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  • Sentences
  • My 10-year-old daughter repeats the beginning of sentences several times, skips words, and so on - but her school won't acknowledge her reading problems. (additudemag.com)
  • Words can be put together to build larger elements of language , such as phrases ( a red rock , put up with ), clauses ( I threw a rock ), and sentences ( He threw a rock too, but he missed ). (wikipedia.org)
  • stops
  • Forward motion stops right after the last letter of the word, while backward motion stops right before the first letter. (gnu.org)
  • Reagan is pulling out all of the stops on the mighty presidential word-Wurlitzer, hoping to turn around the House, which rejected contra aid in a 222-210 vote in March. (latimes.com)
  • Objects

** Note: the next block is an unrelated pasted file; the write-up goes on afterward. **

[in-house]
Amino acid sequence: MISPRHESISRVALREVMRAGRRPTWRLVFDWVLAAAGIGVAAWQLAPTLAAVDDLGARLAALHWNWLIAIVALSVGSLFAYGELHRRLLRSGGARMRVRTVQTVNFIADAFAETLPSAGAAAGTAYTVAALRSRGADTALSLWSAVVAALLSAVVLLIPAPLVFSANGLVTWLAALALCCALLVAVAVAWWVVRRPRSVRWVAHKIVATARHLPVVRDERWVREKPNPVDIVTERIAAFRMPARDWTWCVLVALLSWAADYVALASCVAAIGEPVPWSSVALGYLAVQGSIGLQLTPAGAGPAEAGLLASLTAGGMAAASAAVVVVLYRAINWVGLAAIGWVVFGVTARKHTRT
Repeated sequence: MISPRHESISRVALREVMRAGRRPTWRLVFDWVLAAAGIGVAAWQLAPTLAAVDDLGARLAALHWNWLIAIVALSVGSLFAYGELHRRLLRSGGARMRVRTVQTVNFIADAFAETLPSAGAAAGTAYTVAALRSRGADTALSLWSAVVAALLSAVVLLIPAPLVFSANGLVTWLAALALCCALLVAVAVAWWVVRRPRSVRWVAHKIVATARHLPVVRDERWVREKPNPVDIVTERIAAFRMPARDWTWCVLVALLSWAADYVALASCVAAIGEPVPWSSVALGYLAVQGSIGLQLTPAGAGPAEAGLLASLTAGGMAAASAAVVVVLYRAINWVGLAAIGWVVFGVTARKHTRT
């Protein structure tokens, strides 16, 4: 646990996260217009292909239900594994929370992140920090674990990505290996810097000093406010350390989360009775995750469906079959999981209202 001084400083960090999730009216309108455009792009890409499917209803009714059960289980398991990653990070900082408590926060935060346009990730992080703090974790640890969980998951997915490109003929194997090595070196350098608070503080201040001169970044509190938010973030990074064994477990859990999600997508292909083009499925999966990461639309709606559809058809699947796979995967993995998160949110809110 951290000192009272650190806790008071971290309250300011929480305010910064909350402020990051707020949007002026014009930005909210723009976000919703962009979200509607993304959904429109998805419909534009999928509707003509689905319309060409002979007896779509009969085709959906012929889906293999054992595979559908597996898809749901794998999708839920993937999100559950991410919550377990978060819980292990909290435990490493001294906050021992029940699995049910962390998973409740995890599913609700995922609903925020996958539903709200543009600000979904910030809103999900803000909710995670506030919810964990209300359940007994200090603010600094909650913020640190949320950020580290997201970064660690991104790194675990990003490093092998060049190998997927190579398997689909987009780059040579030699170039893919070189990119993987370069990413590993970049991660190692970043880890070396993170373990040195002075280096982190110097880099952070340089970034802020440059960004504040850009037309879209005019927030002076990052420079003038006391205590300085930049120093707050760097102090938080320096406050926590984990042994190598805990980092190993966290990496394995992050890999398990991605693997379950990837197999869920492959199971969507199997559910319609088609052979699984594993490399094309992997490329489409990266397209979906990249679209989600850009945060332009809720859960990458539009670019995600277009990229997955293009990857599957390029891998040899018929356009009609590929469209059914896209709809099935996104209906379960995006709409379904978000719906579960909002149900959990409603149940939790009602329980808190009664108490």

• For example, the word "koalas" has semantic features (it denotes real-world objects, koalas ), category features (it is a noun), number features (it is plural and must agree with verbs, pronouns, and demonstratives in its domain), phonological features (it is pronounced a certain way), etc. (wikipedia.org)
  • include
  • A complex word will typically include a root and one or more affixes ( rock-s, red-ness, quick-ly, run-ning, un-expect-ed ), or more than one root in a compound ( black-board, sand-box ). (wikipedia.org)
  • In the previous chapter we noted that discovery strategies include finding words and learning them directly, from word lists and word focused activities, using a dictionary or thesaurus. (jhu.edu)
  • think
  • It's true that the word 'cloning' raises hackles and that the word 'embryo' makes people think of a fetus with a face,' Kass said. (wired.com)
  • together
  • If we are aware of how words can be linked together in our brain it can make it a little easier to remember them. (jhu.edu)
  • speech
  • All of this provides work for speech writers and others around the word-Wurlitzer, but it has nothing to do with the basic issue. (latimes.com)
  • units
  • We have also noted that words should not be considered as isolated units but. (jhu.edu)
  • result
  • When a word has multiple definitions or multiple senses, it may result in confusion in a debate or discussion . (wikipedia.org)